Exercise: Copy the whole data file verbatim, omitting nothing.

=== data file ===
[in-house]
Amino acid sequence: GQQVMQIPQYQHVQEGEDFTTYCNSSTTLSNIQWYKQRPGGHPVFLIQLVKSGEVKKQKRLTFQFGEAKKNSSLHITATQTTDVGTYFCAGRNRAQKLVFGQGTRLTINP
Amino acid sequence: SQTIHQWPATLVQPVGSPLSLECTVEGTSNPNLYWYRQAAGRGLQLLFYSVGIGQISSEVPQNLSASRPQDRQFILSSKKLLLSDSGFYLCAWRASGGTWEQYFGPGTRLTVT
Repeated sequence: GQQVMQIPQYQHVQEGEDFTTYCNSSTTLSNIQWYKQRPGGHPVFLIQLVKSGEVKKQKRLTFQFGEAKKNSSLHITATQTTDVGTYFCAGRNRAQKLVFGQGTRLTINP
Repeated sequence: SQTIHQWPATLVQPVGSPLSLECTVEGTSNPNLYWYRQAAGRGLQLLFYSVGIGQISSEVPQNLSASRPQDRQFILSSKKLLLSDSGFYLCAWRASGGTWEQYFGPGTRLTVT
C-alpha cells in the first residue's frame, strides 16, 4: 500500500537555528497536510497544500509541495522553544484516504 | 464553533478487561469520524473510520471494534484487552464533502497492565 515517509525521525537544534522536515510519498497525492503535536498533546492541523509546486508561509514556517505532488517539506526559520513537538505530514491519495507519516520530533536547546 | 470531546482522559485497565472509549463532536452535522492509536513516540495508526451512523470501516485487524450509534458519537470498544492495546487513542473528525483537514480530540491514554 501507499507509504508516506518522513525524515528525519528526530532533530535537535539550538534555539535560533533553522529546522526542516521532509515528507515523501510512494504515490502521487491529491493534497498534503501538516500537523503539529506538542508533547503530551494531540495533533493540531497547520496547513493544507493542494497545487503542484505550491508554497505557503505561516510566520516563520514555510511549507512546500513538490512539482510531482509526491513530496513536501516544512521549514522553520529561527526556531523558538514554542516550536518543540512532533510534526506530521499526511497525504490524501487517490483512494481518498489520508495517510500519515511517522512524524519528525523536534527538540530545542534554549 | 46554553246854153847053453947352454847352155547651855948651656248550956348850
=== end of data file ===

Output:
[in-house]
Amino acid sequence: GQQVMQIPQYQHVQEGEDFTTYCNSSTTLSNIQWYKQRPGGHPVFLIQLVKSGEVKKQKRLTFQFGEAKKNSSLHITATQTTDVGTYFCAGRNRAQKLVFGQGTRLTINP
Amino acid sequence: SQTIHQWPATLVQPVGSPLSLECTVEGTSNPNLYWYRQAAGRGLQLLFYSVGIGQISSEVPQNLSASRPQDRQFILSSKKLLLSDSGFYLCAWRASGGTWEQYFGPGTRLTVT
Repeated sequence: GQQVMQIPQYQHVQEGEDFTTYCNSSTTLSNIQWYKQRPGGHPVFLIQLVKSGEVKKQKRLTFQFGEAKKNSSLHITATQTTDVGTYFCAGRNRAQKLVFGQGTRLTINP
Repeated sequence: SQTIHQWPATLVQPVGSPLSLECTVEGTSNPNLYWYRQAAGRGLQLLFYSVGIGQISSEVPQNLSASRPQDRQFILSSKKLLLSDSGFYLCAWRASGGTWEQYFGPGTRLTVT
C-alpha cells in the first residue's frame, strides 16, 4: 500500500537555528497536510497544500509541495522553544484516504 | 464553533478487561469520524473510520471494534484487552464533502497492565 515517509525521525537544534522536515510519498497525492503535536498533546492541523509546486508561509514556517505532488517539506526559520513537538505530514491519495507519516520530533536547546 | 470531546482522559485497565472509549463532536452535522492509536513516540495508526451512523470501516485487524450509534458519537470498544492495546487513542473528525483537514480530540491514554 501507499507509504508516506518522513525524515528525519528526530532533530535537535539550538534555539535560533533553522529546522526542516521532509515528507515523501510512494504515490502521487491529491493534497498534503501538516500537523503539529506538542508533547503530551494531540495533533493540531497547520496547513493544507493542494497545487503542484505550491508554497505557503505561516510566520516563520514555510511549507512546500513538490512539482510531482509526491513530496513536501516544512521549514522553520529561527526556531523558538514554542516550536518543540512532533510534526506530521499526511497525504490524501487517490483512494481518498489520508495517510500519515511517522512524524519528525523536534527538540530545542534554549 | 46554553246854153847053453947352454847352155547651855948651656248550956348850